Furthermore, as human beings, we are responsible for all of creation and have the power to restore our environment and live sustainably. I believe that the voices of our soul are beginning to rise as humanity faces the spiritual and existential challenges of man–made separation, greed and scarcity. It is our primal principles, our simple human values of love and care for our planet, coupled with a respect for the sacred nature of creation that we need to bring back so that we can begin to heal our selves and the rest of nature.
What the world witnessed at Standing Rock—action grounded in mystical and cosmological wisdom, communion with Mother Nature, and respect for water—signals a new sensitivity and collective awareness emerging, along with a return to eco-social healing, an expression of the fundamental interdependence of human and Earth bodies. We are turning to ancient wisdom and traditions for enhanced knowledge and solutions, and we are reconnecting with the bedrock of humanity, which helps us realize the higher moral values that make us fully human.
By realizing and accepting that our old ways of thinking are the root cause of the current water problems, we can now seek out new ways of thinking, language, and innovation that will better support the whole and respect the equilibrium of life. This could be done by setting examples with social business, inspiring people to care about water, participating in water restoration projects, using ancient and traditional wisdom as well as new scientific discoveries to clean water, educating the public about water and the responsibilities they have to it, and by holding water rights for all as the only acceptable standard.
When humankind first viewed images of planet Earth from space, we were offered a visual foundation for a global consciousness. That global consciousness is now growing into a greater cosmic cognizance. Becoming water conscious will add a new level of insight regarding our responsibility to protect our home planet and will help us develop a greater appreciation of the intimate interconnectivity and equilibrium between human and non-human entities.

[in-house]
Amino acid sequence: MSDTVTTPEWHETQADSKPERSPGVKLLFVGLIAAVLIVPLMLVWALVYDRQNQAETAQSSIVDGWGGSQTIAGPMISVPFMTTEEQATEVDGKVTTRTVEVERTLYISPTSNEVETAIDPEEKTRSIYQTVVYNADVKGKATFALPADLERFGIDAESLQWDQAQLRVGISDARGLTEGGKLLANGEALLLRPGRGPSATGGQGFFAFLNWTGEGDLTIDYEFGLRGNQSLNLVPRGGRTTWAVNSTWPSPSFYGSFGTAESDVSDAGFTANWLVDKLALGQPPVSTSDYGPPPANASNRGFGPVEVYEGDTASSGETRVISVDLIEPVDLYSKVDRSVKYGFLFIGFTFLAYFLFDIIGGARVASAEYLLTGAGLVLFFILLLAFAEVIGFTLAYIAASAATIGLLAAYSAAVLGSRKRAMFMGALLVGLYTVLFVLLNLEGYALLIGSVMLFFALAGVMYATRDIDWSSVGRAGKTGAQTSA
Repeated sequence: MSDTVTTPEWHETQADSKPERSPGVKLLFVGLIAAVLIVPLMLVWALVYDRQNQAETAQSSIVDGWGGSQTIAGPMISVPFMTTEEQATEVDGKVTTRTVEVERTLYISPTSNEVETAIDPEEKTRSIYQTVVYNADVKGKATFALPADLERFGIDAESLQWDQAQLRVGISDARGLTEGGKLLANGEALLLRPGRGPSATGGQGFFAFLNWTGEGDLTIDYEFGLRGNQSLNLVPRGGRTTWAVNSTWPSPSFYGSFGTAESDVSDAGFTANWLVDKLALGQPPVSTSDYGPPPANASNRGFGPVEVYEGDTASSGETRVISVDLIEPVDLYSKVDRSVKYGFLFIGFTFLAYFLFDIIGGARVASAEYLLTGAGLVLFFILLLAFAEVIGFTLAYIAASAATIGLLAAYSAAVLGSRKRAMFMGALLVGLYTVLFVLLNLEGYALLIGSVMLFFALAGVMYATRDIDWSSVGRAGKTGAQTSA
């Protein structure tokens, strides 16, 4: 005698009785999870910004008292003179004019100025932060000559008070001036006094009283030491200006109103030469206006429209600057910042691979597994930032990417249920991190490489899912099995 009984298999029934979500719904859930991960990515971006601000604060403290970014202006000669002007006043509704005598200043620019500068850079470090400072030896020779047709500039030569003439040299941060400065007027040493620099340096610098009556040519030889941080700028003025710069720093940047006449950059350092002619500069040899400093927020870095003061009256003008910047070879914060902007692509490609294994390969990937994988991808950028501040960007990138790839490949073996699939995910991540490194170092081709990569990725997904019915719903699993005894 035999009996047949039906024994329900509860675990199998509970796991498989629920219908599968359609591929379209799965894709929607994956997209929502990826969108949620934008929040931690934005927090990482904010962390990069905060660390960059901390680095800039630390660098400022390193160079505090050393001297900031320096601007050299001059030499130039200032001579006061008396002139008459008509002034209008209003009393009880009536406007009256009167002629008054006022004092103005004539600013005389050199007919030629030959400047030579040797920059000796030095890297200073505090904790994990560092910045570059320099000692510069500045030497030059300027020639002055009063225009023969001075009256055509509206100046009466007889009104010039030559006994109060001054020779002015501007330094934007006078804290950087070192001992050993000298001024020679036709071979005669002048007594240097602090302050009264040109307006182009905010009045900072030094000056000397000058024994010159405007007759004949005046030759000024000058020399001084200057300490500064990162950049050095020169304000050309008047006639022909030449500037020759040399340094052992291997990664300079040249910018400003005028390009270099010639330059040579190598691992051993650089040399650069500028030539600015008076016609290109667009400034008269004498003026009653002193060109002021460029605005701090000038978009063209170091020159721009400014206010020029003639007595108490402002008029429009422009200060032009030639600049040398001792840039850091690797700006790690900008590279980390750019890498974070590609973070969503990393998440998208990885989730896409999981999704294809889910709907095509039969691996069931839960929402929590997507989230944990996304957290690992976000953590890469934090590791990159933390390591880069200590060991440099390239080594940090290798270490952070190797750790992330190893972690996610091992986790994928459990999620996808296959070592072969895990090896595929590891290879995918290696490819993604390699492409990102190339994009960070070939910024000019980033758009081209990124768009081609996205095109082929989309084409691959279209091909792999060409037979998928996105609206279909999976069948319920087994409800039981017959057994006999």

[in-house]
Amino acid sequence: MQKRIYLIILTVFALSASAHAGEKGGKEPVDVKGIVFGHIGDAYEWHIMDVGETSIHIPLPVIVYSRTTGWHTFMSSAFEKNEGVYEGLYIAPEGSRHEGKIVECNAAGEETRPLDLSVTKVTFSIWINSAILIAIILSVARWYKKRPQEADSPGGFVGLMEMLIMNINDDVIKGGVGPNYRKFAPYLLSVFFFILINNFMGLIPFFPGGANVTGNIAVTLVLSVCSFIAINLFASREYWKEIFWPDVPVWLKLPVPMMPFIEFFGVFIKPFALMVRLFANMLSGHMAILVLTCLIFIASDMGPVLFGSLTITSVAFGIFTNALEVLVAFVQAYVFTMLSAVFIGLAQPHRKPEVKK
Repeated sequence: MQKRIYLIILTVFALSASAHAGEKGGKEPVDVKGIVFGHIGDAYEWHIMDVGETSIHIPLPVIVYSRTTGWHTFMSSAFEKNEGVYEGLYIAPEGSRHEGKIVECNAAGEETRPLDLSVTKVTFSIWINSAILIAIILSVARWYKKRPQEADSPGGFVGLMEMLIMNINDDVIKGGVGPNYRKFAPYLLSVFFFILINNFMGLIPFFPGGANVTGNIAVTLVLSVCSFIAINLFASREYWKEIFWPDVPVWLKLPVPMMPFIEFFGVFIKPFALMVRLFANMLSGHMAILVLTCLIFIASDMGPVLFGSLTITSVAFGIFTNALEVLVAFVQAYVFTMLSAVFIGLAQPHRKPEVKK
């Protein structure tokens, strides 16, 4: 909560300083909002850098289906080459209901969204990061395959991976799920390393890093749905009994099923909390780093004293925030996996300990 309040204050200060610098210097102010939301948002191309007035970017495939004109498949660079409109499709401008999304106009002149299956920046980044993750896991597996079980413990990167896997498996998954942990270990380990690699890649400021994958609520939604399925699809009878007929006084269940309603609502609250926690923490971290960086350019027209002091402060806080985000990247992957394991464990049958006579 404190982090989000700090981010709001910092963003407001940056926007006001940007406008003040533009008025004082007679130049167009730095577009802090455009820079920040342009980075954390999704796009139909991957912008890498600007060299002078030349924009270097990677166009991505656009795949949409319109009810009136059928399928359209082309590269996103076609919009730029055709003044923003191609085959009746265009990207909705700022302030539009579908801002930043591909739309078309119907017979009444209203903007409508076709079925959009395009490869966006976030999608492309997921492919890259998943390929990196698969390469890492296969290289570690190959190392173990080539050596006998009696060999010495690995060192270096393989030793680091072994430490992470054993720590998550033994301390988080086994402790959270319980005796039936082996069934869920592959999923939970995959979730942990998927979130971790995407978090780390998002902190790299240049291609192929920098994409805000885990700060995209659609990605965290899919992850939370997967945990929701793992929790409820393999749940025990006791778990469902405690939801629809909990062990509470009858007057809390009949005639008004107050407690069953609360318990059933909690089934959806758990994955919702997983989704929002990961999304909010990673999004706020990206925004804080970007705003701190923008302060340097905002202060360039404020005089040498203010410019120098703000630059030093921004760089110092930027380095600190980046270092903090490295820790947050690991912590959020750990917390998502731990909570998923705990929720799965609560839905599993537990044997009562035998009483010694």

In this new tomorrow, emerging right now, there will be little room for single-minded, destructive, and selfish agendas. The superiority complexes of some will become all the more obvious and easily recognized as being off–balance. We have a tremendous opportunity to harness the passion and inspiration that have arisen in response to the ecological crisis and generations of misaligned collective human behavior.
As a mediator and connector, water is the teacher that shows us the way back to the places where we lost connection with the process of life and respect for its divine reality. When we uphold our responsibilities to water, we are given the opportunity to see and overcome the artificial human boundaries between countries, communities, earth, air, humans, and nature. And attending to water will also show us the way forward to a new ecological worldview that integrates science, politics, economics, creativity, and spirituality.
By learning from water and, in the process, recognizing our universal needs and relationship with all life, we can restore our environment, heal humanity’s physical, spiritual, and emotional separation, and establish intimate connections with the whole of life on a global level, creating a new, more enlightened humanity.